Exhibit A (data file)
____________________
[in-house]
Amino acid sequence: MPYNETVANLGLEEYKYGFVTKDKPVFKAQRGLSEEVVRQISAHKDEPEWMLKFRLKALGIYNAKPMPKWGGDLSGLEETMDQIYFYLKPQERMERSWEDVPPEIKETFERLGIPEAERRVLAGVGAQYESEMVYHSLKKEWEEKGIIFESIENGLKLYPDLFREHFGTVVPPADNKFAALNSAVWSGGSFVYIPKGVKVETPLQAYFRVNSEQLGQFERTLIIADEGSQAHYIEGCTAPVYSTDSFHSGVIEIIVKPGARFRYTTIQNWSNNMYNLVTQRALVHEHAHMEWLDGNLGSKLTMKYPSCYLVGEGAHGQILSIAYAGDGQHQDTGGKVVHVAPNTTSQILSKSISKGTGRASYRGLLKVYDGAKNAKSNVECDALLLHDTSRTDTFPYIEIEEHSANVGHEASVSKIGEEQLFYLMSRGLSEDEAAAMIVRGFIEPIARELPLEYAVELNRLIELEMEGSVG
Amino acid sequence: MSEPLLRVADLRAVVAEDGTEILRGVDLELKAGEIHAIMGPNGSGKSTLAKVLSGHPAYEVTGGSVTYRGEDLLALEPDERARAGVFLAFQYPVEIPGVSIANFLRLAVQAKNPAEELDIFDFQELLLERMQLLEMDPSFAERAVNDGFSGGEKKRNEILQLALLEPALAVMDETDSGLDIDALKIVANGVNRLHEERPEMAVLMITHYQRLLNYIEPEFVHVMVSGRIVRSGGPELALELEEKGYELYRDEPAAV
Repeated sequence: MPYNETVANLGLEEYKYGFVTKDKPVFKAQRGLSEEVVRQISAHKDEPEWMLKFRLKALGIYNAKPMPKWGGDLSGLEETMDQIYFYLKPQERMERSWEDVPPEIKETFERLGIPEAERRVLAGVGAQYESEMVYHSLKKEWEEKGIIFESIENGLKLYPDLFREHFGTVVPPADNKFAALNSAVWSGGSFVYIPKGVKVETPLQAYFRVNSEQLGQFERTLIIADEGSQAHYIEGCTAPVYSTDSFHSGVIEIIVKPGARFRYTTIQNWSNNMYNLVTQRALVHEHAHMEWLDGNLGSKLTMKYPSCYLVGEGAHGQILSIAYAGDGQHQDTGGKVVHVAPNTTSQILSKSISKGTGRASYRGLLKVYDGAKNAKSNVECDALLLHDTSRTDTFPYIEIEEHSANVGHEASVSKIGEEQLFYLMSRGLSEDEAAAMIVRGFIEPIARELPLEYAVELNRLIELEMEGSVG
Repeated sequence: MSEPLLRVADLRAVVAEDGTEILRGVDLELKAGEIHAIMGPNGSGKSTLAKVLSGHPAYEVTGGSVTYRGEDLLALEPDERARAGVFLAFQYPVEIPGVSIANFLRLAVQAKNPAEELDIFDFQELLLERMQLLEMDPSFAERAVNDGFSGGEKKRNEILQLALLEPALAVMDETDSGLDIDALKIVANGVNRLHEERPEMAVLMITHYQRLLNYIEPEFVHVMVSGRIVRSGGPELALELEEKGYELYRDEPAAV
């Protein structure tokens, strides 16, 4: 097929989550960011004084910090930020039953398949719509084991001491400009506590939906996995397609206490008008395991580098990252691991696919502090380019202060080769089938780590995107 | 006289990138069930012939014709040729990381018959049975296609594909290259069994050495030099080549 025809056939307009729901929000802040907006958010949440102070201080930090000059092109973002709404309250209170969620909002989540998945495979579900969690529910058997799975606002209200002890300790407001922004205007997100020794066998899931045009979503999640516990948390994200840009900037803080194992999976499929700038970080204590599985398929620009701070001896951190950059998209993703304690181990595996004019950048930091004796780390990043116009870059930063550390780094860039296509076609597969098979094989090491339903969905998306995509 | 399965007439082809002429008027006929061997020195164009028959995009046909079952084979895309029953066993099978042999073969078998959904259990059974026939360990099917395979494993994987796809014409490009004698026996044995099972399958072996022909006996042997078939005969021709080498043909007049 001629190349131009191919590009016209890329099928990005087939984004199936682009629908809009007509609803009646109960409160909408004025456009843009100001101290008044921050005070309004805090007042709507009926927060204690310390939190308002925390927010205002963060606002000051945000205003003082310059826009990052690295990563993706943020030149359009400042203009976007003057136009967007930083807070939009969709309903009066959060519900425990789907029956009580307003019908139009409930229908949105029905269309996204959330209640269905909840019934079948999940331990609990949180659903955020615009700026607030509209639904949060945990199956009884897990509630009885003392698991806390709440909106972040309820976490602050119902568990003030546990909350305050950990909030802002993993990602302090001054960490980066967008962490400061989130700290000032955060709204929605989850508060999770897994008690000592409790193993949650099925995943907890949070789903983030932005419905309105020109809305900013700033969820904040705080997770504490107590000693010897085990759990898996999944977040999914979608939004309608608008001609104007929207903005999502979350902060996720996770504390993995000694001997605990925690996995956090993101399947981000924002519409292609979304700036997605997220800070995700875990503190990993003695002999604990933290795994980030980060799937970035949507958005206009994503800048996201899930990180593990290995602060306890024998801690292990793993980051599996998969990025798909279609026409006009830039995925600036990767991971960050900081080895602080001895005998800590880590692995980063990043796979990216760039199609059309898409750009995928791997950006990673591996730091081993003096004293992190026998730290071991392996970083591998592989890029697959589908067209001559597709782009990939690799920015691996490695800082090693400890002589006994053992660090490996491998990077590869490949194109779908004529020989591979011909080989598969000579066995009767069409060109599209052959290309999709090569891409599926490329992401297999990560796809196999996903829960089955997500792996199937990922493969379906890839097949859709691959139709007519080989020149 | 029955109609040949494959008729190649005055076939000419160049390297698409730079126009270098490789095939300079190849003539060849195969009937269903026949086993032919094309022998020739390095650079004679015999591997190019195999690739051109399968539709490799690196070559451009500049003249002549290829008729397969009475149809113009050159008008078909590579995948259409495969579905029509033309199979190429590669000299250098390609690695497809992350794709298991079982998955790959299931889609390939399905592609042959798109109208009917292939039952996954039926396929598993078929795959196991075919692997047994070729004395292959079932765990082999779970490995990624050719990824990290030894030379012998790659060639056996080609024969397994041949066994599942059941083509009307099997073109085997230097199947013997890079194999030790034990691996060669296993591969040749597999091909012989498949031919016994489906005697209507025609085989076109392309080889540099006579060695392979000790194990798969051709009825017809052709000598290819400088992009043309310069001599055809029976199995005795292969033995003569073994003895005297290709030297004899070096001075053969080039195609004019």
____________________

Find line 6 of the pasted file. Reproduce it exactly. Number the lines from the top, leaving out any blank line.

């Protein structure tokens, strides 16, 4: 097929989550960011004084910090930020039953398949719509084991001491400009506590939906996995397609206490008008395991580098990252691991696919502090380019202060080769089938780590995107 | 006289990138069930012939014709040729990381018959049975296609594909290259069994050495030099080549 025809056939307009729901929000802040907006958010949440102070201080930090000059092109973002709404309250209170969620909002989540998945495979579900969690529910058997799975606002209200002890300790407001922004205007997100020794066998899931045009979503999640516990948390994200840009900037803080194992999976499929700038970080204590599985398929620009701070001896951190950059998209993703304690181990595996004019950048930091004796780390990043116009870059930063550390780094860039296509076609597969098979094989090491339903969905998306995509 | 399965007439082809002429008027006929061997020195164009028959995009046909079952084979895309029953066993099978042999073969078998959904259990059974026939360990099917395979494993994987796809014409490009004698026996044995099972399958072996022909006996042997078939005969021709080498043909007049 001629190349131009191919590009016209890329099928990005087939984004199936682009629908809009007509609803009646109960409160909408004025456009843009100001101290008044921050005070309004805090007042709507009926927060204690310390939190308002925390927010205002963060606002000051945000205003003082310059826009990052690295990563993706943020030149359009400042203009976007003057136009967007930083807070939009969709309903009066959060519900425990789907029956009580307003019908139009409930229908949105029905269309996204959330209640269905909840019934079948999940331990609990949180659903955020615009700026607030509209639904949060945990199956009884897990509630009885003392698991806390709440909106972040309820976490602050119902568990003030546990909350305050950990909030802002993993990602302090001054960490980066967008962490400061989130700290000032955060709204929605989850508060999770897994008690000592409790193993949650099925995943907890949070789903983030932005419905309105020109809305900013700033969820904040705080997770504490107590000693010897085990759990898996999944977040999914979608939004309608608008001609104007929207903005999502979350902060996720996770504390993995000694001997605990925690996995956090993101399947981000924002519409292609979304700036997605997220800070995700875990503190990993003695002999604990933290795994980030980060799937970035949507958005206009994503800048996201899930990180593990290995602060306890024998801690292990793993980051599996998969990025798909279609026409006009830039995925600036990767991971960050900081080895602080001895005998800590880590692995980063990043796979990216760039199609059309898409750009995928791997950006990673591996730091081993003096004293992190026998730290071991392996970083591998592989890029697959589908067209001559597709782009990939690799920015691996490695800082090693400890002589006994053992660090490996491998990077590869490949194109779908004529020989591979011909080989598969000579066995009767069409060109599209052959290309999709090569891409599926490329992401297999990560796809196999996903829960089955997500792996199937990922493969379906890839097949859709691959139709007519080989020149 | 029955109609040949494959008729190649005055076939000419160049390297698409730079126009270098490789095939300079190849003539060849195969009937269903026949086993032919094309022998020739390095650079004679015999591997190019195999690739051109399968539709490799690196070559451009500049003249002549290829008729397969009475149809113009050159008008078909590579995948259409495969579905029509033309199979190429590669000299250098390609690695497809992350794709298991079982998955790959299931889609390939399905592609042959798109109208009917292939039952996954039926396929598993078929795959196991075919692997047994070729004395292959079932765990082999779970490995990624050719990824990290030894030379012998790659060639056996080609024969397994041949066994599942059941083509009307099997073109085997230097199947013997890079194999030790034990691996060669296993591969040749597999091909012989498949031919016994489906005697209507025609085989076109392309080889540099006579060695392979000790194990798969051709009825017809052709000598290819400088992009043309310069001599055809029976199995005795292969033995003569073994003895005297290709030297004899070096001075053969080039195609004019």